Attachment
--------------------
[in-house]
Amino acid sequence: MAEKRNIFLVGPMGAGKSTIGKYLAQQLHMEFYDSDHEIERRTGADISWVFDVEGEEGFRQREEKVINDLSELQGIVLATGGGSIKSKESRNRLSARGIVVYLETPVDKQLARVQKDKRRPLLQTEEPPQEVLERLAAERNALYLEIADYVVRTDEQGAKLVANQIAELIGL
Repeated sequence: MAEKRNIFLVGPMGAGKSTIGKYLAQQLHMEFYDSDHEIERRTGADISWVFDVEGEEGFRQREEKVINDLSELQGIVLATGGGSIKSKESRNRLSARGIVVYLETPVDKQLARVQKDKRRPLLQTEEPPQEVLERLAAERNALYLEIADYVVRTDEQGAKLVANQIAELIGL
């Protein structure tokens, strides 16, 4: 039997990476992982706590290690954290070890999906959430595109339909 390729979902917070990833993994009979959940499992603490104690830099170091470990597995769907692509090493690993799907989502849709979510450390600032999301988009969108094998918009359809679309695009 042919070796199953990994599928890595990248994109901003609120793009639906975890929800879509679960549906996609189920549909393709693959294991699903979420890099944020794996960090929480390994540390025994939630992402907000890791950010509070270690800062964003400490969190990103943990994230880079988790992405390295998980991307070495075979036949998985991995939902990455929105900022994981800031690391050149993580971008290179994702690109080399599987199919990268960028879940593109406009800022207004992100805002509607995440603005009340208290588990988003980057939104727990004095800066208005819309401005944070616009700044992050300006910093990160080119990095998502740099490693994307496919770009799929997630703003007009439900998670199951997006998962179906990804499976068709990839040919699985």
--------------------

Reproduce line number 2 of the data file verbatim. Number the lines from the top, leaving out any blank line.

Amino acid sequence: MAEKRNIFLVGPMGAGKSTIGKYLAQQLHMEFYDSDHEIERRTGADISWVFDVEGEEGFRQREEKVINDLSELQGIVLATGGGSIKSKESRNRLSARGIVVYLETPVDKQLARVQKDKRRPLLQTEEPPQEVLERLAAERNALYLEIADYVVRTDEQGAKLVANQIAELIGL